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I have installed first Kubuntu (sda3), then installed Ubuntu (sda4) and finally Linux Mint (sda5) on the same SSD (back to back). I want to remove Linux Mint from the disk and from the grub menu. But since I have installed Linux Mint as final, grub customization works only on Mint.

I plan to remove sda5 partition but I am afraid if I lose the grub menu. How can I safely remove Linux Mint (sda5) and get control of the grub menu to Ubuntu (sda4)?

Thank you in advance.

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    Make sure one OS you're going to keep owns the boot process (grub-install /dev/sda for example to make it take ownership), then from that OS remove the unwanted partition & you're done. If the first step is missed (making another OS own boot process), you'll end up with grub rescue as the Mint's grub is broken, so have whichever you want to own the process take over boot (make it's grub active). – guiverc Apr 29 at 17:53
  • So to make "ubuntu" own boot process (which is in sda4) should I run the command "sudo grub-install /dev/sda4"? and after that, I remove the mint partition on ubuntu? – deeptionary Apr 29 at 17:58
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    You can boot to a live session and use OS uninstaller. askubuntu.com/a/167785/124466 – Archisman Panigrahi Apr 29 at 18:06
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    You don't install grub to a partition, but to the device. ie. your command will not help, you need to use /dev/sda as per my comment, as the MBR is the first 512 bytes (first sector) of the drive; it's reserved for that purpose, and there is only one (regardless of how many partitions you have; it's before them). The grub-install command just installs the MBR into place.. update-grub can be used after removing the Mint partition to have it re-scan, notice Mint is gone & have correct menu options (grub menu is stored in /boot/grub/) but that'll occur on next kernel upgrade anyway... – guiverc Apr 29 at 18:15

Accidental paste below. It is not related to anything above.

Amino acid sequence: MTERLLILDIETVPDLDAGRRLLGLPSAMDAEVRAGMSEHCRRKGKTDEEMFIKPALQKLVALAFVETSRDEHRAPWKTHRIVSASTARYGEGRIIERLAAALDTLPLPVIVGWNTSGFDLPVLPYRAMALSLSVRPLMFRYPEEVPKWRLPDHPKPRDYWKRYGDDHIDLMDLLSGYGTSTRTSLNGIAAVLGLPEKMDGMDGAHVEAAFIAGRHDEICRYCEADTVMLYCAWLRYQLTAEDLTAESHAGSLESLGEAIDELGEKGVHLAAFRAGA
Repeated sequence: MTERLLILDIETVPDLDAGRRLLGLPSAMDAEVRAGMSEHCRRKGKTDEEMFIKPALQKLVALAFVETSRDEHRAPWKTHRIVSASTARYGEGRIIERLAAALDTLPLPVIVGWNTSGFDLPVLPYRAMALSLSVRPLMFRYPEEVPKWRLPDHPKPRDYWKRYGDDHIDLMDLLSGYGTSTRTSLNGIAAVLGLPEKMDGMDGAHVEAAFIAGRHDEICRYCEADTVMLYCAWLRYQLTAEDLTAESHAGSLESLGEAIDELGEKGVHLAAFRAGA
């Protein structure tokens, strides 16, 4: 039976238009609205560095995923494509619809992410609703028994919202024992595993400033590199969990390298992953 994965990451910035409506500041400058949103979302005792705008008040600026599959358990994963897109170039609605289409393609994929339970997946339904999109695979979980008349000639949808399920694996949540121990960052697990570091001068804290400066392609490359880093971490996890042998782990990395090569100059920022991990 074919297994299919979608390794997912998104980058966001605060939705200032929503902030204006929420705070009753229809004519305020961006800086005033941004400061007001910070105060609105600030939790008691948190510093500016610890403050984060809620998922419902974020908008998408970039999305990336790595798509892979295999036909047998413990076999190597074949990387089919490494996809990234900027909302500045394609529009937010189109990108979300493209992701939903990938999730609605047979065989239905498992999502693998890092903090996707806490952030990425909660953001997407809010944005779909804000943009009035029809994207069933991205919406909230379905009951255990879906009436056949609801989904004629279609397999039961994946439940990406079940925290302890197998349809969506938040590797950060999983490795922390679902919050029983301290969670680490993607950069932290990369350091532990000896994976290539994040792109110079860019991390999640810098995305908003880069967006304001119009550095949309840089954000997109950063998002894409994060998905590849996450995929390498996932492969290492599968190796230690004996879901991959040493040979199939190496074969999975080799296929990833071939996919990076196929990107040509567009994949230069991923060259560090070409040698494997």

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Boot into Ubuntu, reinstall grub (maybe sudo update-grub is enough), remove the Linux Mint partition and run sudo update-grub.

Also, don't worry. Just make a Live USB before doing any change. You will always be able to set things straight again, in one of the bad cases by doing a so called chroot. I would actually encourage you to fail and try to fix it, you will learn a lot.

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  • It has worked. Thanks a lot. – deeptionary Apr 29 at 18:27
  • Also, check out grub-customizer. It gives you a GUI for fixing and adjusting all things grub. It's in the standard repos these days. – Joe May 5 at 22:09

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